4 Pharmacy Groups Document Support in Supreme Court Case Seeking to Limit PBMs


The National Community Pharmacists Association, the Arkansas Pharmacists Association, the American Pharmacists Association, and the National Alliance of State Pharmacy Associations took the joint action of filing an amicus brief in the Supreme Court case [Arkansas Attorney General Leslie] Rutledge v. the Pharmaceutical Care Management Association, scheduled to be heard in Washington, DC on April 27, 2020.

In support of states’ rights to regulate pharmacy benefit managers (PBMs), 4 professional pharmacy organizations filed an amicus brief on March 2, 2020, in federal court.1

The American Pharmacists Association (APhA), the Arkansas Pharmacists Association, the National Alliance of State Pharmacy Associations (NASPA), and the National Community Pharmacists Association (NCPA) took the action for the Supreme Court case [Arkansas Attorney General Leslie] Rutledge v. the Pharmaceutical Care Management Association, scheduled to be heard in Washington, DC, on April 27, 2020. 1

B. Douglas Hoey, chief executive officer of the NCPA, said that the brief argues that the states have an obligation and legal authority under federal law to protect local businesses and their patients. 1

“PBMs increased fees on pharmacies by 45,000% simply because they can. They steer patients to their own pharmacies simply because they can,” Hoey said in a statement.1

“They increase out-of-pocket costs for patients simply because they can. They hold pharmacies hostage to inflexible, 1-sided contracts simply because they can,” Hoey said.1

“They behave like monopolies simply because they can. It’s time to say to the PBMs, ‘No, you can’t,’” Hoey said.1

In addition to the 4 national pharmacist associations, pharmacy associations from nearly every state, as well as the District of Columbia, have signed on to the brief in a show of support.1

In the document, the groups argue that “PBMs’ below-cost reimbursements have left marks on the pharmacy industry, particularly on independent rural pharmacies. In the last 15 years, 16.1% of independently owned rural pharmacies have closed, and 630 rural communities went from having 1 or more pharmacies to having none.” 1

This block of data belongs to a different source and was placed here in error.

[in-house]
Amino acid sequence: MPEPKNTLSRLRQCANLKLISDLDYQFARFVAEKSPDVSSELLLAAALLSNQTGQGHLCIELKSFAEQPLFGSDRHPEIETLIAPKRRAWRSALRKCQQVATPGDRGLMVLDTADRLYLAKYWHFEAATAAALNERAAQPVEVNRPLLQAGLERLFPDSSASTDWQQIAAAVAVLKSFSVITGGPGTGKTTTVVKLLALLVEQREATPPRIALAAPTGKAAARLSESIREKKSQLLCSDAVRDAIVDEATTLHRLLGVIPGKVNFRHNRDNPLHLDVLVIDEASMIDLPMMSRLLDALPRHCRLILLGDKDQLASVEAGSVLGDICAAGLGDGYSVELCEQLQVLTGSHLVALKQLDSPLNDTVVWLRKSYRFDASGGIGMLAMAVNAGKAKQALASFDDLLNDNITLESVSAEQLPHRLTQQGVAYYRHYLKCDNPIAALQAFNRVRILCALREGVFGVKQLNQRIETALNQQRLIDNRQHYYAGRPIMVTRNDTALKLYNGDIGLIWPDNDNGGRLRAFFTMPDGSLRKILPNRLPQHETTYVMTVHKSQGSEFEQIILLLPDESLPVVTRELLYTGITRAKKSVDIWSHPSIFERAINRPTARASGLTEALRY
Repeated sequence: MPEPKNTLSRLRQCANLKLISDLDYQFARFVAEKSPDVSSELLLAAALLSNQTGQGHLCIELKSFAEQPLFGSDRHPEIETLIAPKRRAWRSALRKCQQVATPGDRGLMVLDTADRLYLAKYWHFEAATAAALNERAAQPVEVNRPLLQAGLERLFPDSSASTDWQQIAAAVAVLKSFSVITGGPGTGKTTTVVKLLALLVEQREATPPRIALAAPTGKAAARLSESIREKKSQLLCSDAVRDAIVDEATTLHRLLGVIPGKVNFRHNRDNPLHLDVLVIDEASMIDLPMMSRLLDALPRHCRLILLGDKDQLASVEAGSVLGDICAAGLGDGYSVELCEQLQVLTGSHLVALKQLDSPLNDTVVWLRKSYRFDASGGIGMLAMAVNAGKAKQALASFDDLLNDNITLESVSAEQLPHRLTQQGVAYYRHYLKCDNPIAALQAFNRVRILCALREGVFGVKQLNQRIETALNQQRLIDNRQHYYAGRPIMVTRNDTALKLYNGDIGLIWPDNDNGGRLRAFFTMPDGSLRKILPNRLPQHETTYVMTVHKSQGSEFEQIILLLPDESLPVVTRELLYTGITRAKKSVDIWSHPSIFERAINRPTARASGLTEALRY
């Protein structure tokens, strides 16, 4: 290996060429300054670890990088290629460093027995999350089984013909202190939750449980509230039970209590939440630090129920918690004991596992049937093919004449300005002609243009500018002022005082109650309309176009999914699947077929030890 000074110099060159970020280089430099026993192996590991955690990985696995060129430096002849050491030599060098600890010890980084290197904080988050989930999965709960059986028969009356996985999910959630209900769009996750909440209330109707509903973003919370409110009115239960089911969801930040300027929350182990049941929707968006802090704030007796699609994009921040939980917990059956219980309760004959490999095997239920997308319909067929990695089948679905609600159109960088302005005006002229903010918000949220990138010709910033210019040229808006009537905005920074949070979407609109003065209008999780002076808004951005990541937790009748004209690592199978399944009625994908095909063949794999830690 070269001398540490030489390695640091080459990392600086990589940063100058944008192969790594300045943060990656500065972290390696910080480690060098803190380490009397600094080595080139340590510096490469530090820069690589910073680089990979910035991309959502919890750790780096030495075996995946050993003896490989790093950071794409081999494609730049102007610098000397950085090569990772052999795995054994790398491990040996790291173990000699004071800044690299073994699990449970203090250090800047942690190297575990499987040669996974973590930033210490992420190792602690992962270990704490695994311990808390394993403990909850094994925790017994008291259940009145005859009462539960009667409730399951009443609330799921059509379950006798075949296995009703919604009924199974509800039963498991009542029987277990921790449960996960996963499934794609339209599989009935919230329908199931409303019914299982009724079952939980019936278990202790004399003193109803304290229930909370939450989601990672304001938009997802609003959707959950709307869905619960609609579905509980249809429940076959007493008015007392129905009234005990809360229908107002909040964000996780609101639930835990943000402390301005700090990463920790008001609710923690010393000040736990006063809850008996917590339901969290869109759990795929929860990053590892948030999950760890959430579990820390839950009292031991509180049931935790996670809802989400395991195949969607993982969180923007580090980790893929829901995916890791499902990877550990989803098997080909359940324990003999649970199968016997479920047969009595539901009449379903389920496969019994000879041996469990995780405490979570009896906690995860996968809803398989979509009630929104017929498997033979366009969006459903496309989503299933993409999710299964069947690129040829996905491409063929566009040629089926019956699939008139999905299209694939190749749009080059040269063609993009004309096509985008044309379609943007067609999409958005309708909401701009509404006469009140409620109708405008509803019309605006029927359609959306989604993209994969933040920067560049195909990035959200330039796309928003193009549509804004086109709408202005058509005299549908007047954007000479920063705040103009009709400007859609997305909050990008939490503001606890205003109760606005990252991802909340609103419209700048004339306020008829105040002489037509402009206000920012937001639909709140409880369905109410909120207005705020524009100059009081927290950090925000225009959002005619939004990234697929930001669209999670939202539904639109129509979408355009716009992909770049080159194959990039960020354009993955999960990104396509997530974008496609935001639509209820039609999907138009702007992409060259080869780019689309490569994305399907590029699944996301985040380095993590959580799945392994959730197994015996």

Rutledge filed a brief February 25, 2020, that requested that the Supreme Court reverse the US Court of Appeals for the Eighth District’s earlier decision to maintain that Arkansas’ statute regulating PBMs’ drug-reimbursement rates is preempted by the Employee Retirement Income Security Act of 1974 (ERISA).2

ERISA precludes states from regulating employee benefit plans but not third-party vendors hired by the plans, according to the pharmacy organizations, according to the document.2

“When every state pharmacy association across the country unites to say, ‘This is a problem in our state,’ you know it’s important issue. PBMs should not be able to hide behind ERISA to avoid state regulation,” said Rebecca Snead, chief executive officer and executive vice president of the NASPA.1

In response to Rutledge’s brief, the Pharmaceutical Care Management Association (PCMA) issued a public statement that said the group was confident in the merits of its arguments in the case. 3

“We believe everyone deserves access to quality, affordable health care services, no matter the state one lives in. Unique state laws governing the administration of pharmacy benefits are proliferating across the country, establishing vastly different standards,” according to the statement.

“These inconsistent and often conflicting state policies eliminate flexibility for plan sponsors and create significant and costly administrative inefficiencies. This will result in increased premiums and prescription drug costs for patients and payers,” the PCMA statement said in the statement. 3

“The ERISA has long enabled employers to provide consistent, nationwide health care benefits due to its preemption of state laws. Federal preemption is a vitally important issue to ensuring high quality health care for patients,” the PCMA added.3

Unregulated PBM business practices limit access to pharmacists’ care and optimal use of medications, according to Thomas E. Menighan, BSPharm, MBA, ScD (Hon), FAPhA, executive vice president of the APhA.1

“This is a matter of critical importance to the health and well-being of the American people,” he said in a statement.1 “A Supreme Court ruling in favor of Arkansas’ oversight of PBMs would ensure patients of fairness, transparency and access to a readily available, knowledgeable health care provider: their pharmacist.”


  • National Community Pharmacists Association. Pharmacy Groups File Amicus Brief Supporting State Level PBM Regulation [news release]. Alexandria, VA; March 2, 2020: NCPA website. https://www.ncpanet.org/newsroom/news-releases/2020/03/02/pharmacy-groups-file-amicus-brief-supporting-state-level-pbm-regulation Accessed March 2, 2020.
  • Brief for Petitioner. Rutledge v. Pharmaceutical Care Management Association. www.arkansasag.gov/site/assets/files/90135/2_24_20_pbm_brief.pdf. Filed February 24, 2020. Accessed March 2, 2020.
  • PCMA statement on the brief submitted by the State of Arkansas in the United States Supreme Court Rutledge v. PCMA [news release]. Washington, DC; February 25, 2020: Pharmaceutical Care Management Association website. pcmanet.org/pcma-statement-on-the-brief-submitted-by-the-state-of-arkansas-in-the-united-states-supreme-court-rutledge-v-pcma/. Accessed March 3, 2020.

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